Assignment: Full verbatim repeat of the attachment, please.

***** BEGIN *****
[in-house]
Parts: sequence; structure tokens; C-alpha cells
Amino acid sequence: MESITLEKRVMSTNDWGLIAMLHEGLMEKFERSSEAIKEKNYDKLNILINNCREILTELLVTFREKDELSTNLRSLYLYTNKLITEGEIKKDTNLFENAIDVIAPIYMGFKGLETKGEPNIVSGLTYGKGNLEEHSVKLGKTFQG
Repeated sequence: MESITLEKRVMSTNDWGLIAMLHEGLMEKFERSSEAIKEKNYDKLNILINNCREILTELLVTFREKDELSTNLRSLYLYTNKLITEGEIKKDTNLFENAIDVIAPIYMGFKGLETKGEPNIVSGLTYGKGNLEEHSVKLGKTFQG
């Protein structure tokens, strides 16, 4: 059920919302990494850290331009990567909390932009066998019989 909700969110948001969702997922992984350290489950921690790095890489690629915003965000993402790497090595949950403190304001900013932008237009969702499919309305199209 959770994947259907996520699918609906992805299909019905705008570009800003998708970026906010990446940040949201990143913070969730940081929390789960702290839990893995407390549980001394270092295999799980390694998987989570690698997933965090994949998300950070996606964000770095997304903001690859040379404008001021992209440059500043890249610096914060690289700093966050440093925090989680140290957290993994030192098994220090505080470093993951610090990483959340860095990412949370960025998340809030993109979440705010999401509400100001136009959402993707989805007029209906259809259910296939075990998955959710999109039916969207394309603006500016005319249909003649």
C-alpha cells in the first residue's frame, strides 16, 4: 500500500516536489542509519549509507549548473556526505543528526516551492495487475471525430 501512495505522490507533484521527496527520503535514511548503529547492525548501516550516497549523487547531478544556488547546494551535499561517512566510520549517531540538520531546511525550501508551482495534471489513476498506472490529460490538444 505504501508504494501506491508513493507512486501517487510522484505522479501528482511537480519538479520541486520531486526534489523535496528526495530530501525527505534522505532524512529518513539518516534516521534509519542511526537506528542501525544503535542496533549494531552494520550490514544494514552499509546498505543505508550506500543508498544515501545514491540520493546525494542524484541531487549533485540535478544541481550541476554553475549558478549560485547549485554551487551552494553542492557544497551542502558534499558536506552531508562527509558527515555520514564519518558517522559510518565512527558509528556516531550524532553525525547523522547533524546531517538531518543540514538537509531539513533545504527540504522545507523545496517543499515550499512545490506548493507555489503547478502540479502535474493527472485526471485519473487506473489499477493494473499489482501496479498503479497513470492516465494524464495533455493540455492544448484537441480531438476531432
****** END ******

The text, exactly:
[in-house]
Parts: sequence; structure tokens; C-alpha cells
Amino acid sequence: MESITLEKRVMSTNDWGLIAMLHEGLMEKFERSSEAIKEKNYDKLNILINNCREILTELLVTFREKDELSTNLRSLYLYTNKLITEGEIKKDTNLFENAIDVIAPIYMGFKGLETKGEPNIVSGLTYGKGNLEEHSVKLGKTFQG
Repeated sequence: MESITLEKRVMSTNDWGLIAMLHEGLMEKFERSSEAIKEKNYDKLNILINNCREILTELLVTFREKDELSTNLRSLYLYTNKLITEGEIKKDTNLFENAIDVIAPIYMGFKGLETKGEPNIVSGLTYGKGNLEEHSVKLGKTFQG
């Protein structure tokens, strides 16, 4: 059920919302990494850290331009990567909390932009066998019989 909700969110948001969702997922992984350290489950921690790095890489690629915003965000993402790497090595949950403190304001900013932008237009969702499919309305199209 959770994947259907996520699918609906992805299909019905705008570009800003998708970026906010990446940040949201990143913070969730940081929390789960702290839990893995407390549980001394270092295999799980390694998987989570690698997933965090994949998300950070996606964000770095997304903001690859040379404008001021992209440059500043890249610096914060690289700093966050440093925090989680140290957290993994030192098994220090505080470093993951610090990483959340860095990412949370960025998340809030993109979440705010999401509400100001136009959402993707989805007029209906259809259910296939075990998955959710999109039916969207394309603006500016005319249909003649």
C-alpha cells in the first residue's frame, strides 16, 4: 500500500516536489542509519549509507549548473556526505543528526516551492495487475471525430 501512495505522490507533484521527496527520503535514511548503529547492525548501516550516497549523487547531478544556488547546494551535499561517512566510520549517531540538520531546511525550501508551482495534471489513476498506472490529460490538444 505504501508504494501506491508513493507512486501517487510522484505522479501528482511537480519538479520541486520531486526534489523535496528526495530530501525527505534522505532524512529518513539518516534516521534509519542511526537506528542501525544503535542496533549494531552494520550490514544494514552499509546498505543505508550506500543508498544515501545514491540520493546525494542524484541531487549533485540535478544541481550541476554553475549558478549560485547549485554551487551552494553542492557544497551542502558534499558536506552531508562527509558527515555520514564519518558517522559510518565512527558509528556516531550524532553525525547523522547533524546531517538531518543540514538537509531539513533545504527540504522545507523545496517543499515550499512545490506548493507555489503547478502540479502535474493527472485526471485519473487506473489499477493494473499489482501496479498503479497513470492516465494524464495533455493540455492544448484537441480531438476531432